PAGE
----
Do you modify your Wing Chun when sparring?

Discussion in 'Wing Chun' started by geezer, Jan 14, 2019.

  1. jobo

    jobo Grandmaster

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    hmm, I not sure the first couple are stoppers, they can and will just keep coming, and I'd be very wary of holding my leg up high like the last couple, it's just begging to be grabbed, get away with it once maybe, the second time he will have it
     
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  2. geezer

    geezer Grandmaster

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    I gave John's video a "like". Against a boxer, I like the idea of jamming the lead leg with a sharp kick to the knee or shin. It doesn't have to do a lot of damage. I like it as a way to keep distance, rob power from the incoming punch, and as a distraction to get your attacker to look down or drop his hands and create an opening.

    Sure, it's not going to work the same against a grappler... different body geometry. And like you say, that higher kick to the gut would just be a gift.
     
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  3. KPM

    KPM Senior Master

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    I'm getting the imprestion that you haven't had a lot of " street fights "

    ----And I'm getting the definite impression that you simply like to argue. :confused:
     
  4. Gweilo

    Gweilo Blue Belt

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    Passionately discuss
     
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  5. jobo

    jobo Grandmaster

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    its one of them co operating partner techniques, look at it again, the attacker is planting his lead leg and bending it to throw a punch when he is out of range to make that punch, it's going to have to be done when the puncher is in range or he isn't going to present his leg in that manner, which negated the stop them getting in range claim,
    . second that planted bent leg is not a natural motion out ,t side of ma really outside of eastern ma and not what is likely in a street attack, if you try to trap a straight leg in that manner, he will just step forward with the back leg and be well with in range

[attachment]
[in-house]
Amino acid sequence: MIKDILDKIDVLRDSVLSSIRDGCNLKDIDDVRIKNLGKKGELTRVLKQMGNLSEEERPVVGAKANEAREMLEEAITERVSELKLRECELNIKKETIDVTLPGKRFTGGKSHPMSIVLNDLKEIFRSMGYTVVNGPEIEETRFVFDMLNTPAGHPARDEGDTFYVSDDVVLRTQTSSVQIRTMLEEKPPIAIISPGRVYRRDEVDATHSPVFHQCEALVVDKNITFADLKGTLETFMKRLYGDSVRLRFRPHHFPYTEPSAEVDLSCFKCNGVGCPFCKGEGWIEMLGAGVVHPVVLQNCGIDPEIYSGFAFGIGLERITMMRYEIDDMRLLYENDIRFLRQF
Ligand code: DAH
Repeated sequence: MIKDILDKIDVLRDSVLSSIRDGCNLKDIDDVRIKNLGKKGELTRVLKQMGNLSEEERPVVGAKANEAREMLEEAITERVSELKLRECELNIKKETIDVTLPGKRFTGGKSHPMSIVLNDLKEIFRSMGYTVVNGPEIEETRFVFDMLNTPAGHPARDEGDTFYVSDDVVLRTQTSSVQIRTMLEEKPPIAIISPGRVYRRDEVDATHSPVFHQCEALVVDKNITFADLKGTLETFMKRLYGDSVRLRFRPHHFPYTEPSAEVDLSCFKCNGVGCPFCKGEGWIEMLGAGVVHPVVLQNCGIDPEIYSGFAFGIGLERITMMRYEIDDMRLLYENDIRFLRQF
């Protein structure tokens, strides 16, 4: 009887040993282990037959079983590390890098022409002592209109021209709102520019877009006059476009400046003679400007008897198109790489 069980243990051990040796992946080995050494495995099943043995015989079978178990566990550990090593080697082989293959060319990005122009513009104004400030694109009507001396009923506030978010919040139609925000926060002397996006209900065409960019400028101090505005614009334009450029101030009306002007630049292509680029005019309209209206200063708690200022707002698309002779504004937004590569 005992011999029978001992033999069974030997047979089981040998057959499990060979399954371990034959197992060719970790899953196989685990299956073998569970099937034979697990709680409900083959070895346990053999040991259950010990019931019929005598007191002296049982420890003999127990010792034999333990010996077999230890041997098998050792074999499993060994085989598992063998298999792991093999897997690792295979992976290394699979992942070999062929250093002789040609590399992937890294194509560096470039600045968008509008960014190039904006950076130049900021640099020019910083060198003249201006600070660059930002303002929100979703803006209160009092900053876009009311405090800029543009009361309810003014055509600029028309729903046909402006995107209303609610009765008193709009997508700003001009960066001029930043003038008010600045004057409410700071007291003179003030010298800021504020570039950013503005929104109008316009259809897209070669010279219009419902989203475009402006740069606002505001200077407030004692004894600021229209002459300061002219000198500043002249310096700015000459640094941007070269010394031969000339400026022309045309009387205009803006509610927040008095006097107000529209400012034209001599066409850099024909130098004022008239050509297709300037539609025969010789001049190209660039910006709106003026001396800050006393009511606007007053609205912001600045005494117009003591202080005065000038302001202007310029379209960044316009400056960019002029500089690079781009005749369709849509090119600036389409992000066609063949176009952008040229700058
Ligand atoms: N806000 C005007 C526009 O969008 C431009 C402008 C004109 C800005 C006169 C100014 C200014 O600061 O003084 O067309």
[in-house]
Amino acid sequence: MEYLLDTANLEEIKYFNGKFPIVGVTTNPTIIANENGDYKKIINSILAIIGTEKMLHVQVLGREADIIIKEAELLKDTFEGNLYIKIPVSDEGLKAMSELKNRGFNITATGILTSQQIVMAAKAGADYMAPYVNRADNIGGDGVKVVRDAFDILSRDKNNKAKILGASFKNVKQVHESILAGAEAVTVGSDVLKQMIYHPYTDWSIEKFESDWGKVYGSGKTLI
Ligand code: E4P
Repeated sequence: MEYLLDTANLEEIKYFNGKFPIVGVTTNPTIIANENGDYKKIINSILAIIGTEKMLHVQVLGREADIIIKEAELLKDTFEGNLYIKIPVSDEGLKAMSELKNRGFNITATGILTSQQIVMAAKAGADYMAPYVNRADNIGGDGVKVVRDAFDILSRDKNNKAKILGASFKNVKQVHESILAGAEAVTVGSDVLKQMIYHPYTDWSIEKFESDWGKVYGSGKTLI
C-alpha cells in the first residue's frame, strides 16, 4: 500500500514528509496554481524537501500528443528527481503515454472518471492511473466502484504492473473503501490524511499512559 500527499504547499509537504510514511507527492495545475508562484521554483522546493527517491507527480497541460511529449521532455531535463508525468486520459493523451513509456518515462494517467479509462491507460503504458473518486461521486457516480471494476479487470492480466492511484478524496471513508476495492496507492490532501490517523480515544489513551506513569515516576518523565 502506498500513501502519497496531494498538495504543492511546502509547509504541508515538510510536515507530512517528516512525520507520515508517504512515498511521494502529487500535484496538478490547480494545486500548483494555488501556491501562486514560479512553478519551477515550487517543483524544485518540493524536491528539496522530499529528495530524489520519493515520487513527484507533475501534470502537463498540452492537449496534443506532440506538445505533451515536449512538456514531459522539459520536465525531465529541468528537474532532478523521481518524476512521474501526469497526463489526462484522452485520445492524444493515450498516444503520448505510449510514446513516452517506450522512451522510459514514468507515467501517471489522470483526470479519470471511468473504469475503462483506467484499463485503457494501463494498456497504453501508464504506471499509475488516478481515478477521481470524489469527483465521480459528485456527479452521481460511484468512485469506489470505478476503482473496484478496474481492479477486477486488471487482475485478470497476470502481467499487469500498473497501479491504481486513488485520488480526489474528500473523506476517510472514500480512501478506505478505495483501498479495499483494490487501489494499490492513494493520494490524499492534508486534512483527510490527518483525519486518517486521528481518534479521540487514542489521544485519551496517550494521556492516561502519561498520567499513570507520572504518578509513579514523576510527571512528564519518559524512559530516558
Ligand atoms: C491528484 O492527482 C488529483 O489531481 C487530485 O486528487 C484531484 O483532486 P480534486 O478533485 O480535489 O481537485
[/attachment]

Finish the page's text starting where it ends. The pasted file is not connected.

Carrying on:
I'd happily trade a kick in the shin with a training shoe for the chance of hitting with a right cross,
     
    Last edited: Jan 26, 2019
  6. gpseymour

    gpseymour MT Moderator Staff Member

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    Depending how it's used, that kick can have a number of effects. Used early, it stops that foot from planting where it's expected, which takes them a bit off balance (if you're extraordinarily lucky, it takes them a lot off balance), which makes a step-through cross unlikely. Used with some force, even a bit late, it pushes the knee back, which again changes their balance, making the step-through less likely. If someone is familiar with the kick, they can manage to step through it, but most folks won't be.

    Of course, miss the kick, and you're standing there for that cross. I tend to use it when folks are entering/closing to punching range (rather than during the punch), because the penalty for it missing or not working is much smaller.
     
  7. jobo

    jobo Grandmaster

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    my comments related to how that kick was described and demonstrated in the vid and the use described, all of which have significant practicality issue, if you have a vid if a dis similar application as you describe we can discuss that
     
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  8. drop bear